The talk was informative and inspiring, and the writers shared their experiences controlling their writing careers and their passion for their writing.
When the question and answer session arrived, one woman asked a question I’ve heard variations of over the years of attending writing talks with women authors.
The question, essentially, boils down to: How can you, as a woman author, write silly books like romances that make the rest of us look bad?
I should preface this by saying that I am no fan of the romance genre. However, I have worked with great critique partners who are excellent writers and write romance. I’ve always been honest in telling them I‘m no expert on romance novels, and they’ve always told me they appreciate my feedback as a writer, even one who generally does not read their genre. I’ve also benefitted greatly from their critiques, suggestions and advice.
Romance is not the only genre I don’t generally read. I also tend to avoid fantasy, thrillers, and science fiction.
But I feel that romance novels (and, perhaps, more broadly women’s fiction/commercial fiction) written by women tend to serve as a battle cry for female authors and aspiring female authors who feel that literary fiction is the only way to be taken seriously.
What if the author in question doesn’t wish to write literary fiction?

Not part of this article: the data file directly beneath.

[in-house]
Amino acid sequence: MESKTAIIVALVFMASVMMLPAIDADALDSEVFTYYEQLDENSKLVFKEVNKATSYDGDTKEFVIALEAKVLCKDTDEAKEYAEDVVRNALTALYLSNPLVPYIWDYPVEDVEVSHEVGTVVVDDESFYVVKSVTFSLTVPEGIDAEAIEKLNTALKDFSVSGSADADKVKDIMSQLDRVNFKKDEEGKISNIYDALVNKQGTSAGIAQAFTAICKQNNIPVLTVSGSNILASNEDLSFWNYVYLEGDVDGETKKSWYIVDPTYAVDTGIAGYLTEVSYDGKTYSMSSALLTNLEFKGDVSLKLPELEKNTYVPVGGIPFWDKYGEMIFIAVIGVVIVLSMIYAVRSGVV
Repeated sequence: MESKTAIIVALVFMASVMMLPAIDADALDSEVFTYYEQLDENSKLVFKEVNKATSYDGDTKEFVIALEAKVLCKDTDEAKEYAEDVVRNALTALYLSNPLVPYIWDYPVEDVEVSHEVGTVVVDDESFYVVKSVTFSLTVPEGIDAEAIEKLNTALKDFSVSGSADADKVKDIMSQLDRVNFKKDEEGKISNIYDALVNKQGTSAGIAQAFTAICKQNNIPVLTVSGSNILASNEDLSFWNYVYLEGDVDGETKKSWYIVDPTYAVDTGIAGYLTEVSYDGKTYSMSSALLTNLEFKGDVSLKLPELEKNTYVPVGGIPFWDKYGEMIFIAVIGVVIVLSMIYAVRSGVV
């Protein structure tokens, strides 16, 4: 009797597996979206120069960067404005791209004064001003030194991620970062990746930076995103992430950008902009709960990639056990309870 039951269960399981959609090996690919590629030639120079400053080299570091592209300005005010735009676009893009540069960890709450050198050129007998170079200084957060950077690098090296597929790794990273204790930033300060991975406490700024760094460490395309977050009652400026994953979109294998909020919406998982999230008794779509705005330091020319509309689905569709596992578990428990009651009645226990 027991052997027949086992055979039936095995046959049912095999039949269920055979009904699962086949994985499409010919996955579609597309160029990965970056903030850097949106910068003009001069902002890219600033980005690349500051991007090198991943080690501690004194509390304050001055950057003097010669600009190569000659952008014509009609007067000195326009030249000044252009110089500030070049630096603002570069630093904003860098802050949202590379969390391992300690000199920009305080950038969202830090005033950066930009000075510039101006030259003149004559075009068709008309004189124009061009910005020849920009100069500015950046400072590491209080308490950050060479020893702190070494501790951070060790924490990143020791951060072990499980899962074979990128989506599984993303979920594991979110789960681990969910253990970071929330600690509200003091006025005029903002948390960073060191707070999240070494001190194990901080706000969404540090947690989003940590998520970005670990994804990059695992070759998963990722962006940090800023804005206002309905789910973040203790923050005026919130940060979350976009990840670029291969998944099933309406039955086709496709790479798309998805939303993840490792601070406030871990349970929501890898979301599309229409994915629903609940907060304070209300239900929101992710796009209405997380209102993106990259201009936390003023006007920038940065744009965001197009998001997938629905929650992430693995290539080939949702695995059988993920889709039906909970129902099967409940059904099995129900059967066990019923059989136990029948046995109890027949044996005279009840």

I can’t help but wonder if successful male authors are asked the same questions. Do writers get up at conferences and ask Stephen King or James Patterson why they don’t write literary fiction? Are those commercial writers held up as examples of authors who ‘make male authors look less intelligent’?
Authors write in the genres that interest them. They write the stories they’re passionate about. We, as readers, should be pleased about their success, even if they write in genres that aren’t what we prefer to read.
As women authors, we would do far better to applaud the success of other women writers rather than grumbling that they’re not writing what “we” deem worthy.
Bella Andre summed it up best at the conference. As an extremely bright and well-spoken woman, with an economics degree from Stanford and a successful writing career she shaped on her own, outside of the traditional world of literary agents and publishing houses, she told the audience she’s writing what she loves and she feels empowered to write anything she wants, and won’t be told what to do by others.
How can you top that?
So applause to all those successful female authors who are writing in genres they’re passionate about, and attracting enthusiastic readers.
Because women authors should be able to write whatever they want.